Climate change experts always point to energy efficiency as a win-win strategy. Achieving the same ends with less energy reduces carbon emissions and puts money back into the hands of families and businesses. There is broad public agreement that America should develop more energy-efficient technologies and encourage their use.
But the development of new technologies is not the only way to increase energy efficiency. We can also do this by changing where and how we live and by creating greener cities.
Attracting more Americans to live in cities will save energy and reduce carbon emissions. One study found that residents of New York City generated 13,448 pounds less CO2 each year than residents of surrounding suburban areas.
These energy savings come from multiple sources. Most importantly, urban residents use less energy for transportation and live in smaller spaces that require less energy for heat and electricity.
A recent Bloomberg Businessweek.com survey on the most attractive cities in the country included “green space per capita” among its criteria, and ranked leafy Raleigh, North Carolina at the top of its list. Restoring riverfronts, creating parks, and improving non-motorized trails will attract more people to the energy-efficient lifestyle in cities.
But that’s only half the picture. The same “green infrastructure” that increases livability also makes cities more energy efficient.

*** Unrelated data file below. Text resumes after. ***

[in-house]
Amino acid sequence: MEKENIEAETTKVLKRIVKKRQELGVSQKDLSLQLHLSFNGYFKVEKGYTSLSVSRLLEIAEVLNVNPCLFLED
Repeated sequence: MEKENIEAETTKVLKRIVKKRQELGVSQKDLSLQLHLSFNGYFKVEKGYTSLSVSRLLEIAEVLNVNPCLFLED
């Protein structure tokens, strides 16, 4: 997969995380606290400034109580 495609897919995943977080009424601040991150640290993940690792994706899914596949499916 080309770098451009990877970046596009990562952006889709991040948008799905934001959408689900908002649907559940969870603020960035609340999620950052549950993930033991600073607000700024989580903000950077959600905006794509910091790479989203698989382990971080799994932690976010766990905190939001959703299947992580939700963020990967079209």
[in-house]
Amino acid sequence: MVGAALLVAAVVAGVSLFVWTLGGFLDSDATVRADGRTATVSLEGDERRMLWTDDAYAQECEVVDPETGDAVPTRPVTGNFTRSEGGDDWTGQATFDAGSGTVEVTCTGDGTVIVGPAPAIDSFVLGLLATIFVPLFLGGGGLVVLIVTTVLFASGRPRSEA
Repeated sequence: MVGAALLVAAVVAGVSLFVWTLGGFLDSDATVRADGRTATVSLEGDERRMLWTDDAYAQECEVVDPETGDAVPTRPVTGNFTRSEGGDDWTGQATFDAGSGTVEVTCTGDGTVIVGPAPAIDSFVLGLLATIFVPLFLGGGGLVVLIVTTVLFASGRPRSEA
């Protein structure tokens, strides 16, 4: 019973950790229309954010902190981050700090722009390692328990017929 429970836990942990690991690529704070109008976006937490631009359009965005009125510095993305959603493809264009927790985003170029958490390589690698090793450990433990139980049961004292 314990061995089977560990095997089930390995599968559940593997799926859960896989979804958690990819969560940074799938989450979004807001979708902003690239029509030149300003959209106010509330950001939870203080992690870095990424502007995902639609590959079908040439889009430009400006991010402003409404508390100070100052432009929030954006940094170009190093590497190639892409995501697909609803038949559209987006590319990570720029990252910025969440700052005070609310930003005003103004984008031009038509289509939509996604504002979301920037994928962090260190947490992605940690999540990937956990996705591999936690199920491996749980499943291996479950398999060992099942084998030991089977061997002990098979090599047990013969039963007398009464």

- Creating paths and greenways for walking and biking reduces driving and other motorized transit
- Increasing natural land lessens the wasteful “heat island effect” that elevates urban air temperatures by as much as 22 degrees Fahrenheit
- Green spaces provide natural stormwater control, lessening energy needed for pumping and treatment
Green cities are like a living system-naturally regulating heat and precipitation.
Investing in urban green space is also good insurance against the impacts of climate change. As the nation witnessed with Hurricane Katrina, cities are vulnerable to the type of extreme weather that has been linked to climate change.
Conserving green spaces, especially wetlands, around low-lying cities makes them less vulnerable to flooding. An average acre of wetland can store a million gallons of water. The Trust for Public Land is helping New Orleans design new “water retention parks” to serve as urban green space in fair weather, and natural drainage during extreme weather events.
America’s cities are pushing forward on this win-win opportunity to mitigate climate change and ensure economic well being. Cities across America have included the conservation of green space as a major element in their climate action plans-New York did this as part of Mayor Bloomberg’s PlaNYC.
As public discourse continues over the need for new infrastructure in America, we should not overlook this “green infrastructure” in our cities as a priority investment that will benefit both the economy and the environment.
Editor’s Note: Jad Daley is the director of The Trust for Public Land’s Climate Conservation Program.